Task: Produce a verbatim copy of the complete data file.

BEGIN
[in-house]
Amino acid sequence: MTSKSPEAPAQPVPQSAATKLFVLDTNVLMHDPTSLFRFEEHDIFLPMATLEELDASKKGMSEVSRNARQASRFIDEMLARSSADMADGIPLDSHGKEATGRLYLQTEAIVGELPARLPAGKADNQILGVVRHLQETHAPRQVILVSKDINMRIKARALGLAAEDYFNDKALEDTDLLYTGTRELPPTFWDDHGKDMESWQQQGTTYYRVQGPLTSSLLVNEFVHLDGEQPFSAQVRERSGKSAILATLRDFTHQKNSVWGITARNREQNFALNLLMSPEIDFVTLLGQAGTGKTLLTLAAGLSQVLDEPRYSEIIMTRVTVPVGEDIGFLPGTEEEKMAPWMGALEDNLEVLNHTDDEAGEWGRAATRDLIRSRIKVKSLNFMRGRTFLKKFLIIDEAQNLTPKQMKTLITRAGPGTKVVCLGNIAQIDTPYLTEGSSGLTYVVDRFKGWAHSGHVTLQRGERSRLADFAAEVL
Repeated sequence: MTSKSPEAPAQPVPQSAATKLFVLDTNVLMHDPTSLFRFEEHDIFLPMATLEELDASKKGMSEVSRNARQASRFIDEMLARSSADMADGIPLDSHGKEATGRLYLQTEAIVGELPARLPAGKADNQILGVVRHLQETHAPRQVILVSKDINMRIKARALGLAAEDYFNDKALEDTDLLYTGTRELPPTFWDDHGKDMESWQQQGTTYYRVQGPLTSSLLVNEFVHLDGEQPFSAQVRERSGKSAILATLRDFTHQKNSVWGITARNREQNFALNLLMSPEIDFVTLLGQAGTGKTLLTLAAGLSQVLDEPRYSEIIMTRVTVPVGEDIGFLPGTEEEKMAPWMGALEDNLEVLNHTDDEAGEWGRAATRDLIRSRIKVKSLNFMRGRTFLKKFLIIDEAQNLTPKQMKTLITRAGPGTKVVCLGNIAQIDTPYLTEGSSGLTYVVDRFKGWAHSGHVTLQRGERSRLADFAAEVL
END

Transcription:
[in-house]
Amino acid sequence: MTSKSPEAPAQPVPQSAATKLFVLDTNVLMHDPTSLFRFEEHDIFLPMATLEELDASKKGMSEVSRNARQASRFIDEMLARSSADMADGIPLDSHGKEATGRLYLQTEAIVGELPARLPAGKADNQILGVVRHLQETHAPRQVILVSKDINMRIKARALGLAAEDYFNDKALEDTDLLYTGTRELPPTFWDDHGKDMESWQQQGTTYYRVQGPLTSSLLVNEFVHLDGEQPFSAQVRERSGKSAILATLRDFTHQKNSVWGITARNREQNFALNLLMSPEIDFVTLLGQAGTGKTLLTLAAGLSQVLDEPRYSEIIMTRVTVPVGEDIGFLPGTEEEKMAPWMGALEDNLEVLNHTDDEAGEWGRAATRDLIRSRIKVKSLNFMRGRTFLKKFLIIDEAQNLTPKQMKTLITRAGPGTKVVCLGNIAQIDTPYLTEGSSGLTYVVDRFKGWAHSGHVTLQRGERSRLADFAAEVL
Repeated sequence: MTSKSPEAPAQPVPQSAATKLFVLDTNVLMHDPTSLFRFEEHDIFLPMATLEELDASKKGMSEVSRNARQASRFIDEMLARSSADMADGIPLDSHGKEATGRLYLQTEAIVGELPARLPAGKADNQILGVVRHLQETHAPRQVILVSKDINMRIKARALGLAAEDYFNDKALEDTDLLYTGTRELPPTFWDDHGKDMESWQQQGTTYYRVQGPLTSSLLVNEFVHLDGEQPFSAQVRERSGKSAILATLRDFTHQKNSVWGITARNREQNFALNLLMSPEIDFVTLLGQAGTGKTLLTLAAGLSQVLDEPRYSEIIMTRVTVPVGEDIGFLPGTEEEKMAPWMGALEDNLEVLNHTDDEAGEWGRAATRDLIRSRIKVKSLNFMRGRTFLKKFLIIDEAQNLTPKQMKTLITRAGPGTKVVCLGNIAQIDTPYLTEGSSGLTYVVDRFKGWAHSGHVTLQRGERSRLADFAAEVL